Pick up my guitar and play
Just like yesterday
Then I'll get on my knees and pray
We don't get fooled again
No, no!

I'll move myself and my family aside
If we happen to be left half alive
I'll get all my papers and smile at the sky
Though I know that the hypnotized never lie
Do ya?

There's nothing in the streets
Looks any different to me
And the slogans are replaced, by-the-bye
And the parting on the left
Are now parting on the right
And the beards have all grown longer overnight

I'll tip my hat to the new constitution
Take a bow for the new revolution
Smile and grin at the change all around
Pick up my guitar and play
Just like yesterday
Then I'll get on my knees and pray
We don't get fooled again
Don't get fooled again
No, no!


Meet the new boss
Same as the old boss

-- Bob Barnetson

Tuesday, February 10, 2015

Meet the new boss, same as the old boss?

Over the past few weeks, Alberta Premier Jim Prentice has been sending signals that he plans to address Alberta's deficit through public sector cuts rather than increasing revenue. Over the past two weeks, this has included very confusing messages about public sector wage cuts.

Last week, MLAs voted to take a 5% wage rollback. This 5% rollback is a repeat of former Premier Ralph Klein's efforts to shame and bully public servants into wage rollbacks in 1994. Yet, as the Sun's Rick Bell notes, the current Premier has been rather unclear on what this message is supposed to be:

We inherited a situation where there are existing collective agreements which we obviously have to honour. We’ll deal with the realities of those,” says the premier. 
“We also inherited a situation where there are public sector wage increases, negotiated by previous premiers and governments, that we inherited and that we’re going to have to wrestle with.” 
So the premier is going to wrestle with the pay in the agreements he’s honouring.
It is hard to know what Prentice is signaling. Perhaps he's hoping the unions will accept voluntary rollbacks like they did in the 1990s. The word in the labour movement is a pretty blunt "nope", remembering as they do that rollbacks didn't prevent layoffs in the 1990s and the dirty deeds of the Redford administration only a year ago.

In fact, if you can recall, only a few short months ago Prentice was concerned enough about low morale and high turnover in the public service to appoint a commission to look into it. I wrote at the time that one explanation is that public servants had been ill-treated by the government. More recently, Prentice noted that he was surprised senior bureaucrats were reluctant to provide advice.
One government insider said senior civil servants had “turned turtle” under Redford, afraid to stick their necks out for fear of having them chopped off. They either kept their mouths shut or quit, leading to that “shockingly high” attrition rate and dismal morale.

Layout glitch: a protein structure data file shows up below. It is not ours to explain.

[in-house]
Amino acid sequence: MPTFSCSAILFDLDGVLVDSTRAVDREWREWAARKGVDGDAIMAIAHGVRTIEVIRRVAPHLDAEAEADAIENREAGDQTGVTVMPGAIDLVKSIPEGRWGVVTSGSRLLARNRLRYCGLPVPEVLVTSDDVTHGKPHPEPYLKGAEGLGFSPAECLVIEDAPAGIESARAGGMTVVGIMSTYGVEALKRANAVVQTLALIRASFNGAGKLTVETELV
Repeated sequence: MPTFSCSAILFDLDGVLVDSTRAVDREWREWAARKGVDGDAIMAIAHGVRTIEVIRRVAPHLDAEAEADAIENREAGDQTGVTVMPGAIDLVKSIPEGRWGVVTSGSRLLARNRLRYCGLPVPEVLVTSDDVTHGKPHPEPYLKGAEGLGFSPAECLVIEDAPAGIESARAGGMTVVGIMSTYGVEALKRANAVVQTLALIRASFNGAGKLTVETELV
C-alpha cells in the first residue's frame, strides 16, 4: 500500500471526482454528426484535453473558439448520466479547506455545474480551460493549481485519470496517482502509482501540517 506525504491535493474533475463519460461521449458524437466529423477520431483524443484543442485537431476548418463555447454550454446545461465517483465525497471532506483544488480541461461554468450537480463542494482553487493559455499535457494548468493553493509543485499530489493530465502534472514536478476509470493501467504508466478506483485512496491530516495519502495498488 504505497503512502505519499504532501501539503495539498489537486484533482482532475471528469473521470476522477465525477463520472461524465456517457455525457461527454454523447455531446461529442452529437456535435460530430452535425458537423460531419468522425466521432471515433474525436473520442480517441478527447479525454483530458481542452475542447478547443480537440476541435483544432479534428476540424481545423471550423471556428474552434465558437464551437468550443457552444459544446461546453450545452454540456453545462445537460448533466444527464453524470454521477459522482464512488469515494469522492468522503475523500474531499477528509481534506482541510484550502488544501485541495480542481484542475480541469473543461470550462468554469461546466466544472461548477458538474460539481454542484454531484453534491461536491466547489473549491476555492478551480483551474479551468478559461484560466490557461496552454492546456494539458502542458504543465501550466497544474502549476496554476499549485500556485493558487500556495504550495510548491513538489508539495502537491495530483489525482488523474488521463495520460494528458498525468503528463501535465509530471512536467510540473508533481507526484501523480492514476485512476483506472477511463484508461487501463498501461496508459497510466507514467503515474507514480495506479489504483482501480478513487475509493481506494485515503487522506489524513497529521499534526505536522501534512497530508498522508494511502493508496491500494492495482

Prentice says nowadays cabinet meetings with politicians and civil servants, “are much more respectful, it’s a partnership — they are treated professionally, respectfully.” 
“I expect people to stand up to me and disagree with me. I’ve always expected in my life frank advice, honest advice. I value people that stand up to me, disagree with me and are prepared to have a frank discussion and tell me I’m wrong.”
I'm hardly all that sympathetic to the plight of the highest paid managers. That said, I was struck last week by the story of Alberta's former chief medical examiner, who is suing the government over its failure to renew her contract. Her suit alleges profound political interference and political pandering were at the root of her non-renewal. Prentice allegedly refused to get involved, which casts doubt on his claims that he wants people to stand up and disagree with him.

From where I sit, Prentice has a pretty huge credibility gap--some of which he inherited and some of which he has created on his own--on public sector compensation. In my own workplace, we've had wage freezes in three of the last four years and layoffs. Prentice was elected on a platform of returning fuding to the post-secondary sector yet now there are rumours of further cuts? 

Why on Earth would workers cooperate with their employers when the true employer (the government) clearly cannot be trusted to honour its word from week to week? This fundamental breakdown of trust is a huge liability for public sector managers. And the shifting legal environment in Canadian labour laws makes it more difficult for governments to impose rollbacks.